The most common variety used in China is 红花椒 (hóng huā jiāo) or red Sichuan peppercorn, but often these are from provinces other than Sichuan, especially Gansu, Sichuan’s northern neighbour. They are sold all over China and, ground, are a key ingredient in “five-spice powder” mixes. They are essential in many Sichuan dishes where they contribute their numbing effect to Sichuan’s 麻辣 (má là), so-called ‘hot and numbing’ flavour. Actually the Chinese is ‘numbing and hot’. I’ve no idea why the order is reversed in translation, but it happens a lot – ‘hot and sour’ is actually ‘sour and hot’ in Chinese!
       
      The peppercorns are essential in dishes such as 麻婆豆腐 (má pó dòu fǔ) mapo tofu, 宫保鸡丁 (gōng bǎo jī dīng) Kung-po chicken, etc. They are also used in other Chinese regional cuisines, such as Hunan and Guizhou cuisines.

      Red Sichuan peppercorns can come from a number of Zanthoxylum varieties including Zanthoxylum simulans, Zanthoxylum bungeanum, Zanthoxylum schinifolium, etc.
       

      Red Sichuan Peppercorns
       
      Another, less common, variety is 青花椒 (qīng huā jiāo) green Sichuan peppercorn, Zanthoxylum armatum. These are also known as 藤椒 (téng jiāo). This grows all over Asia, from Pakistan to Japan and down to the countries of SE Asia. This variety is significantly more floral in taste and, at its freshest, smells strongly of lime peel. These are often used with fish, rabbit, frog etc. Unlike red peppercorns (usually), the green variety are often used in their un-dried state, but not often outside Sichuan.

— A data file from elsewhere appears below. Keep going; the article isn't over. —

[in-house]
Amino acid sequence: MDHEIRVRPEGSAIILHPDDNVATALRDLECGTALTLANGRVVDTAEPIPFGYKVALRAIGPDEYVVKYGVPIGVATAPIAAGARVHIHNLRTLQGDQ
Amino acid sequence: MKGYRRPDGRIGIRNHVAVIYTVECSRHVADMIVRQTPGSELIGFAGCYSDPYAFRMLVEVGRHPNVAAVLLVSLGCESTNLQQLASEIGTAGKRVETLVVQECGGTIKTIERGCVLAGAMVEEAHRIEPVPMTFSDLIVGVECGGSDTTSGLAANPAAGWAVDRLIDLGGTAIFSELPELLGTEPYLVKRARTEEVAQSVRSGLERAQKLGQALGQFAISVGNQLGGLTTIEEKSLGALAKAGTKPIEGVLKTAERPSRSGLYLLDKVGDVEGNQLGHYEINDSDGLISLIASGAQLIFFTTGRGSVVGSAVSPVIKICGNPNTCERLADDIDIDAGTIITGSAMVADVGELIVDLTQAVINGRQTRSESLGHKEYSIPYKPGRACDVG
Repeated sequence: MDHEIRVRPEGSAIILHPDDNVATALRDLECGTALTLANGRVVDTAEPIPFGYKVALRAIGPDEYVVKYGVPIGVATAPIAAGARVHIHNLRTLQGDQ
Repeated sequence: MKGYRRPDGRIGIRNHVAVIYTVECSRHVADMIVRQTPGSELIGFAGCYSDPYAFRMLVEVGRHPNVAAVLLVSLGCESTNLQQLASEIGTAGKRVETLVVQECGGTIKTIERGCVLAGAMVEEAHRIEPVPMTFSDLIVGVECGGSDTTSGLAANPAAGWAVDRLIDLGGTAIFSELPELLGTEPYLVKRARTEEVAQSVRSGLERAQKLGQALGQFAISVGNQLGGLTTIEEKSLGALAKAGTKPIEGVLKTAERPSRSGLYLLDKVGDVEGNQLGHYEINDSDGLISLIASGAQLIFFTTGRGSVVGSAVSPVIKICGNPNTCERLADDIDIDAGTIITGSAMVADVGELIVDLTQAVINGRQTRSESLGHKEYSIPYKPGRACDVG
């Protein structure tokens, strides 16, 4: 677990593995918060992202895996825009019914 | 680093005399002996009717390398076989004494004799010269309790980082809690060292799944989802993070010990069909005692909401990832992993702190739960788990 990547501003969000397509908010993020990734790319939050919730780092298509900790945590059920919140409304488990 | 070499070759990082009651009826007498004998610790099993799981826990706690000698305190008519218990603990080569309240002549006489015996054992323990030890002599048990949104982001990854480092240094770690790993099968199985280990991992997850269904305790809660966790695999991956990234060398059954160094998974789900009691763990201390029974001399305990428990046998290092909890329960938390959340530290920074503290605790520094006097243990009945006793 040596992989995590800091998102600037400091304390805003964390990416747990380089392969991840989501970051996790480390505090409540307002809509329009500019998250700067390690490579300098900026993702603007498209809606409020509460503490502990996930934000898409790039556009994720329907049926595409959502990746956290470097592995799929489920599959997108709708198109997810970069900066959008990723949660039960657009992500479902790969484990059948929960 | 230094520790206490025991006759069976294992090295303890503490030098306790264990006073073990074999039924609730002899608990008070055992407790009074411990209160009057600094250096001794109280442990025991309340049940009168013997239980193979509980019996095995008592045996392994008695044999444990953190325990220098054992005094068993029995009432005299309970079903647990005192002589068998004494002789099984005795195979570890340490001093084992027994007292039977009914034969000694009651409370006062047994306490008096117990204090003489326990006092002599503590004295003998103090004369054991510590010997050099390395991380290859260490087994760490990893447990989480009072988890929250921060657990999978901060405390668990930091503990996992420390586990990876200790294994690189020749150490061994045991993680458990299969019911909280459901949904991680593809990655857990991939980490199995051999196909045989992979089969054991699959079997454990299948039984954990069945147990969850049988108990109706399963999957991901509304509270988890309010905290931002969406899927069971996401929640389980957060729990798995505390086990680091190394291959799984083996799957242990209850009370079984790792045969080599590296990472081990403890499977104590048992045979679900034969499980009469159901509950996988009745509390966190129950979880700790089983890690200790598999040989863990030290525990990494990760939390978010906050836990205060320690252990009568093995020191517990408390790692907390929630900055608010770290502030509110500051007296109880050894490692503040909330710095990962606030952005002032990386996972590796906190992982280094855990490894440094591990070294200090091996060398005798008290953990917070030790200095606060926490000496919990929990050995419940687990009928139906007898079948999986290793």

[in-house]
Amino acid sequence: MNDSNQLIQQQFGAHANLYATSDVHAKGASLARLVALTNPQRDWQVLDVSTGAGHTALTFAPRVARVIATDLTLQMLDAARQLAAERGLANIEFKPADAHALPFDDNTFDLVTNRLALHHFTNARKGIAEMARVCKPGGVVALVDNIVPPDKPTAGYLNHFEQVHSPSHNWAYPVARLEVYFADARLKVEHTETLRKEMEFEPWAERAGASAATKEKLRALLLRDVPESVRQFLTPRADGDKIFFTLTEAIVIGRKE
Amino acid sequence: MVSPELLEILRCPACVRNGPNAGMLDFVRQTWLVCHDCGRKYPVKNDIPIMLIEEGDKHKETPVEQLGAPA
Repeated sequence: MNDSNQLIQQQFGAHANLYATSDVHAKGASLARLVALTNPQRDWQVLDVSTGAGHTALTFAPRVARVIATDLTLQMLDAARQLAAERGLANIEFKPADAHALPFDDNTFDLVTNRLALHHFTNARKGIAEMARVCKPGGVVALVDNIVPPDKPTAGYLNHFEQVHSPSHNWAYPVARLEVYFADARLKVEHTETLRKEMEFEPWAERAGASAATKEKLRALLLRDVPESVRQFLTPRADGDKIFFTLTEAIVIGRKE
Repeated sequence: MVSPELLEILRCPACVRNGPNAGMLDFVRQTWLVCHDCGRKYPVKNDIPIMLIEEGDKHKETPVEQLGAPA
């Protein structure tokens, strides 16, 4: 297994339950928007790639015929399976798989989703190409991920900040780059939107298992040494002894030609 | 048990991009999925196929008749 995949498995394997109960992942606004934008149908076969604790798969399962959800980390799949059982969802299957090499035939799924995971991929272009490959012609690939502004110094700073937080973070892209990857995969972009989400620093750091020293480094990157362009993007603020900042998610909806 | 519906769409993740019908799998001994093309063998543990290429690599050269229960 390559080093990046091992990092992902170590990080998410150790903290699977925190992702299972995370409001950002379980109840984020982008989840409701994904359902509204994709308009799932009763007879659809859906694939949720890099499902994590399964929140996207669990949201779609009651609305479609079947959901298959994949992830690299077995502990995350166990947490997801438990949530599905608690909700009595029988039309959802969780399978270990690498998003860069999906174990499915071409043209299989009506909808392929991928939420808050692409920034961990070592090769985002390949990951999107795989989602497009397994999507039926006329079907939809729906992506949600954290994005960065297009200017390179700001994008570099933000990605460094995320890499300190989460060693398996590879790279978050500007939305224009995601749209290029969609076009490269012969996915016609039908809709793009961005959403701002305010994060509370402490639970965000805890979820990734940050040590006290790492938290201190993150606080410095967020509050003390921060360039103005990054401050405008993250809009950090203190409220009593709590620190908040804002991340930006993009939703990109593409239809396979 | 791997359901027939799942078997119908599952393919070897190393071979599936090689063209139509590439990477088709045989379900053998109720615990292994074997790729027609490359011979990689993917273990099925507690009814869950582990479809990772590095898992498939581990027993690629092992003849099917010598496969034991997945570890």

Green Sichuan Peppercorns
       

      Fresh Green Sichuan Peppercorns

      I strongly recommend NOT buying Sichuan peppercorns in supermarkets outside China. They lose their scent, flavour and numbing quality very rapidly. There are much better examples available on sale online. I have heard good things about The Mala Market in the USA, for example.